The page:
Three genes help breast cancer invade the brain
(25 May 2009: VIDYYA MEDICAL NEWS SERVICE) -- Breast cancer can appear in the brain years after a tumor in the breast has been removed. This, researchers say, suggests that breast cancer cells must acquire special abilities in order to metastasize to the brain, possibly through the activation of certain genes. Three genes involved in this process in mice have now been identified by Dr. Joan Massagué of Memorial Sloan-Kettering Cancer Center (MSKCC) and his colleagues, according to a study published online in Nature on May 6.
While the research is in its early stages, the hope is that it could eventually lead to new strategies for preventing and treating brain metastases. These are needed because many women are living longer with breast cancer and, as a result, the incidence of brain metastases in breast cancer is rising.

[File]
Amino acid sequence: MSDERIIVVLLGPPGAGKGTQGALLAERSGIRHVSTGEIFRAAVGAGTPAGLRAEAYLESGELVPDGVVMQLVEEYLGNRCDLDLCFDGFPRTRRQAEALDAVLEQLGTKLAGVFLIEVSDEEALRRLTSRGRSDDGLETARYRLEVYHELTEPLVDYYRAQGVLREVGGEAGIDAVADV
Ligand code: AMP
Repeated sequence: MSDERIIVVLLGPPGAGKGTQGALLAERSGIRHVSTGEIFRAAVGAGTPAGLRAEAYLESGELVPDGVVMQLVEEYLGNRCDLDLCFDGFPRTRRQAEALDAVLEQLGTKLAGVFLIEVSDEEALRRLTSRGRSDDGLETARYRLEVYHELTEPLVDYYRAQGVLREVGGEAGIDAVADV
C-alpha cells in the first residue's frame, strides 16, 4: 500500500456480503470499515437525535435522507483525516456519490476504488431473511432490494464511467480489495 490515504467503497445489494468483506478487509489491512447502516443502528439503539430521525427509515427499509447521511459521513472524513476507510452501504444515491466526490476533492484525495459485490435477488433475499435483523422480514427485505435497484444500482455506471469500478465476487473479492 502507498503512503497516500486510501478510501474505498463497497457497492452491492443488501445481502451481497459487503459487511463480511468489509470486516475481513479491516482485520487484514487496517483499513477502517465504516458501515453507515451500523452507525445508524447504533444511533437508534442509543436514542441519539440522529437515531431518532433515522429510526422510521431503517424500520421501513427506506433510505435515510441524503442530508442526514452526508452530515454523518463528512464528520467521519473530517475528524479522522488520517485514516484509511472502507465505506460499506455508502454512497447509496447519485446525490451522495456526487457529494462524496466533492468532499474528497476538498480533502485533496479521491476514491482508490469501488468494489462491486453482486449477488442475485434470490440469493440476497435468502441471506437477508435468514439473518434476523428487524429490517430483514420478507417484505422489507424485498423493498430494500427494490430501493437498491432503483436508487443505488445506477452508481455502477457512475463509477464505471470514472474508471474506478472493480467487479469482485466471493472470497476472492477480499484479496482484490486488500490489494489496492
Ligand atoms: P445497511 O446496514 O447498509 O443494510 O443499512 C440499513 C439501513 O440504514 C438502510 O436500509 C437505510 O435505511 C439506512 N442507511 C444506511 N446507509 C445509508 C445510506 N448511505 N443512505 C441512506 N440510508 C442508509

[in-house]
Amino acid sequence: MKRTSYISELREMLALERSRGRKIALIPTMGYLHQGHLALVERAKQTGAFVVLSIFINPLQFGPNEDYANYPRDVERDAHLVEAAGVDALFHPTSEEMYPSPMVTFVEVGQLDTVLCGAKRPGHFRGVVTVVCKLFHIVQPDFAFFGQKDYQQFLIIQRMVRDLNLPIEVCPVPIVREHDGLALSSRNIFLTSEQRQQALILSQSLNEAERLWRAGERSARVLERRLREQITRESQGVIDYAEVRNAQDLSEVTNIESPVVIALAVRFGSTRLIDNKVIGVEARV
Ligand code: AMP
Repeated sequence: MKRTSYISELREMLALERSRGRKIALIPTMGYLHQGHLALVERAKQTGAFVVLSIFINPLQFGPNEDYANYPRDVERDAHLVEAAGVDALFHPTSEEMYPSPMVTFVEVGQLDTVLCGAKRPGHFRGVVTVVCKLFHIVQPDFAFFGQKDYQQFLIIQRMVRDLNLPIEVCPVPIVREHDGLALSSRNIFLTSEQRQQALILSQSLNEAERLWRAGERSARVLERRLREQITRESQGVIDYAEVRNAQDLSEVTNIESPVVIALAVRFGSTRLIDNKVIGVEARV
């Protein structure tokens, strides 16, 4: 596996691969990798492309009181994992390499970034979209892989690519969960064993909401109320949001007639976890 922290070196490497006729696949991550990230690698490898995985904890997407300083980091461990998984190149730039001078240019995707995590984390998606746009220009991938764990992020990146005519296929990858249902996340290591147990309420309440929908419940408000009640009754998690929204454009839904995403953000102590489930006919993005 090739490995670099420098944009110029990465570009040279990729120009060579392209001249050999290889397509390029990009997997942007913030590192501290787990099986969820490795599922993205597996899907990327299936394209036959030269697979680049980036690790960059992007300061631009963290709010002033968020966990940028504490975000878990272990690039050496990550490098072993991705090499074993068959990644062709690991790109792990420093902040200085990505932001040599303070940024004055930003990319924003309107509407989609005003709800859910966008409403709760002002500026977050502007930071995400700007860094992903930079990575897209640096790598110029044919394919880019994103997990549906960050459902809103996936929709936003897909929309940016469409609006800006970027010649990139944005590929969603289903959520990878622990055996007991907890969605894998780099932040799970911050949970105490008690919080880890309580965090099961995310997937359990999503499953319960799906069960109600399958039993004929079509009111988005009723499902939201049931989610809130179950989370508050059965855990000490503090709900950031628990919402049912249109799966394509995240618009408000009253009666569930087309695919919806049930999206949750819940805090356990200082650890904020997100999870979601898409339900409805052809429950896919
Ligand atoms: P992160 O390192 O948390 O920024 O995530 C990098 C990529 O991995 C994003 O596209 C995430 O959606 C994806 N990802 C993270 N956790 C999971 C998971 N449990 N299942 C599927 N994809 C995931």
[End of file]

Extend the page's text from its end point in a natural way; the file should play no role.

Two of the genes, COX2 and HBEGF, were found to help breast cancer cells enter into the brain. These genes were previously found to help breast cancer cells invade the lungs. A shared mechanism underlying breast cancer’s spread to the brain and lungs may help explain why some patients develop the disease in both organs, the researchers said.
But additional mediators seem to be required to help cancer cells get across the blood-brain barrier, which prevents harmful substances from reaching the brain. A third gene, ST6GALNAC5, may offer assistance. Though the gene is normally active only in brain tissue, it appears to help breast cancer cells acquire a “coating” that allows them to cross into the brain, the researchers reported.
“The next step is to develop a better understanding of how these three genes allow the tumor cells to get into the brain,” said Dr. Paula D. Bos of MSKCC, the study’s first author. “Other genes are almost certainly involved, and we will use our model to find and evaluate them,” she added.
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